The best gear ratio for a dirt jumping bike will depend on a variety of factors, including the rider's strength and skill level, the terrain being ridden on, and the size of the jumps. In general, a shorter gear ratio (i.e. a larger sprocket in the front and a smaller one in the back) will provide more torque and make it easier to pedal through rough terrain and clear large jumps, but may also make it harder to maintain speed on flatter sections. A longer gear ratio (i.e. a smaller sprocket in the front and a larger one in the back) will provide less torque but may make it easier to maintain speed on flatter sections and make it easier to pedal up hills.
It's a good idea to experiment with different gear ratios to find the one that works best for you and the terrain you're riding on. Many dirt jumpers prefer to use a gear ratio that is somewhere in the middle, as this can provide a good balance of torque and speed. Ultimately, the best gear ratio for a dirt-jumping bike will depend on the individual rider's preferences and needs.
Regular street bikes use a 36/12 ratio to give you speed, a well-sized sprocket and accessible power when you need it. Dirt jumpers need less sprocket clearance but more high-end speed. For this reason, it’s better to use something like 34/16 on these bikes.
Do Longer Cranks Make You Ride Faster?
There is some debate about whether or not longer bike cranks can help a rider go faster. Some people argue that longer cranks allow for more leverage and therefore more power, while others argue that they may be less efficient and cause the rider to use more energy.
One factor to consider is the rider's leg length. If a rider has relatively long legs, they may benefit from longer cranks because they can take advantage of the extra leverage. On the other hand, if a rider has shorter legs, longer cranks may be more difficult to pedal and may cause the rider to use more energy.
Overall, it is unlikely that longer bike cranks will have a significant impact on a rider's speed. Factors such as the rider's strength, technique, and the bike's overall design will have a larger effect on the rider's speed. A rider needs to find a crank length that is comfortable and efficient for them, regardless of whether it is longer or shorter.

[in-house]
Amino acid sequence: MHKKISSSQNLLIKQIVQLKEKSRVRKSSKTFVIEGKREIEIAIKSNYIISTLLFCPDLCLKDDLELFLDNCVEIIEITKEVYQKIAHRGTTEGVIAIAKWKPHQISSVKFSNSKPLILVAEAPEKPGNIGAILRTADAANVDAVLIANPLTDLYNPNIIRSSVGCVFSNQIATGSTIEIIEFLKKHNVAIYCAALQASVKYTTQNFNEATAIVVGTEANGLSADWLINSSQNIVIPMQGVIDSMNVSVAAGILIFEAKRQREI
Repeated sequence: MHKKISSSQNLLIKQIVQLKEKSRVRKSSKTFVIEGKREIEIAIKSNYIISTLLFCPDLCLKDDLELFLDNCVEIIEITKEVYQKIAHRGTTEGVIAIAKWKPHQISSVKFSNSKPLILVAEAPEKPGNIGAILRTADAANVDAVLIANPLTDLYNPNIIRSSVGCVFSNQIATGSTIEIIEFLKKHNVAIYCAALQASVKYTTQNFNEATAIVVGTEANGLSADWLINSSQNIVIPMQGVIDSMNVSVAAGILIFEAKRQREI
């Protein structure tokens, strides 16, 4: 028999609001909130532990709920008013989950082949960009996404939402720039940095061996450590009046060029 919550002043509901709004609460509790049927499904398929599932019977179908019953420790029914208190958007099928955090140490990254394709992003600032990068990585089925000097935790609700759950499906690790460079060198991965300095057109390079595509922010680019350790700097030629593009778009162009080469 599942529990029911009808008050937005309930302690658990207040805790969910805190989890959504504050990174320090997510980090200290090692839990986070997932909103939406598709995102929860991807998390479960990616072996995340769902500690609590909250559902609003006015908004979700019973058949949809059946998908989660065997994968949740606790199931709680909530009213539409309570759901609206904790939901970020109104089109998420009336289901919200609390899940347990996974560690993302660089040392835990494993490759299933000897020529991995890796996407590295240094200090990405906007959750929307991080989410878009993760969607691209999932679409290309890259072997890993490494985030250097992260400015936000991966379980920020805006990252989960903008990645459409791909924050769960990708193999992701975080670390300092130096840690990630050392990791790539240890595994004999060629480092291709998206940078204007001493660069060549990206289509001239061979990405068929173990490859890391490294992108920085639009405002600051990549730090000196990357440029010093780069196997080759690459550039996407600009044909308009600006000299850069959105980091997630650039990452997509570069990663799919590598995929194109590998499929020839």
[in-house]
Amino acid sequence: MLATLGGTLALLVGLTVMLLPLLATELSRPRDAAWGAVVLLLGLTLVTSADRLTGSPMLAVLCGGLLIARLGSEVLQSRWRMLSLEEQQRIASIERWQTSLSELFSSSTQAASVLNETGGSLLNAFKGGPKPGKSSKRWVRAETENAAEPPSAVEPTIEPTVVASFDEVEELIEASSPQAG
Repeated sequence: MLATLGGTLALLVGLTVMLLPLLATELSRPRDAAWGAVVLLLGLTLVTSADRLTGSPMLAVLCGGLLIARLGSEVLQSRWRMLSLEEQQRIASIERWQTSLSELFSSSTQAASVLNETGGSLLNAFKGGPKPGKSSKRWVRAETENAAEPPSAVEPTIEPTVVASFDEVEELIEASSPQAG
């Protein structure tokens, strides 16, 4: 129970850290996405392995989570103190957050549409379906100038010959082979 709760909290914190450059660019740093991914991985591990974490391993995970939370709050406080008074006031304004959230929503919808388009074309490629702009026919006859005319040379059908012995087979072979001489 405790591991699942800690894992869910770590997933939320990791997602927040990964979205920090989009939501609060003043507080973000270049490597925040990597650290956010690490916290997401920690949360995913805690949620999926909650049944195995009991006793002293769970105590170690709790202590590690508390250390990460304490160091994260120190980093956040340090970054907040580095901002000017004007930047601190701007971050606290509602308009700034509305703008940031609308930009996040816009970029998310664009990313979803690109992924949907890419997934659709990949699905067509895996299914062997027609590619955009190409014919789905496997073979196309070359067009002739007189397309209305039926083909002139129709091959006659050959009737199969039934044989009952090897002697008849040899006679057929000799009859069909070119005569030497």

To be more detailed, cycling power output is determined by torque multiplied by cadence. Longer cranks inevitably produce more torque, but the cadence is decreased due to the larger turning circle. Shorter cranks have the opposite effect.
BMX Cranks on a Dirt Jump Bike
It’s absolutely possible to use BMX cranks on a dirt jumper. While you should investigate your current bottom bracket and its compatibility with your BMX cranks, you shouldn’t have a problem riding with them.
BMX cranks are often chosen for their durability and ease of use. They’re less flexible and connect BMX sprockets much easier than dirt jumper cranks.
If you’re building a setup with BMX cranks and sprockets then you should think about the gearing ratio. A 26” wheel with a 2.5 ratio will have a very different feel than a 2.5 ratio at 20”. In other words, you may find it a lot easier to pedal when using the same-sized cranks and sprockets on your BMX and dirt jumper.
What are Crank Boots?
Crank boots are a simple and affordable way to protect your bike's cranks from impacts and keep them in good condition. They are designed to absorb the shock of strikes on rocks, roots, and other objects you may encounter on the trail.
Almost all new carbon cranks come with a set of crank boots included, but for those with older cranks or alloy cranks, there are options available to fit almost any model. Different brands offer specific crank boots for their different models, as not all cranks are shaped the same.
In addition to providing protection, crank boots can also be used to add some extra style to your bike. Race Face, for example, offers their crank boots in a variety of colours to match the colour scheme of your bike.
While you may not think you need crank boots, it's important to consider the potential cost of replacing damaged cranks. One good strike could result in hundreds of dollars in replacement costs, and multiple strikes could even leave you stranded on the trail. Investing in crank boots can save you money in the long run and ensure that your bike stays in safe and working condition.Click Here to Check Best Price
Why you Should Trust Our Picks
This list and guide were written in late 2022 by me, Michael Scott. I have extensively researched and interviewed riders to determine the best cranks and cranksets for dirt jumpers.
To collate this list I rode bikes that were fitted with several of the cranks and interviewed mountain bike and dirt jump riders who use the others. They were forthcoming with their opinions on each of the products and their features.
I have been riding BMX and mountain bikes regularly for around 10 years now. I have built, maintained and reviewed dozens of dirt jump bikes for this website and elsewhere. I have broken cranks and bicycle parts so many times I know what to look for when creating a list like this.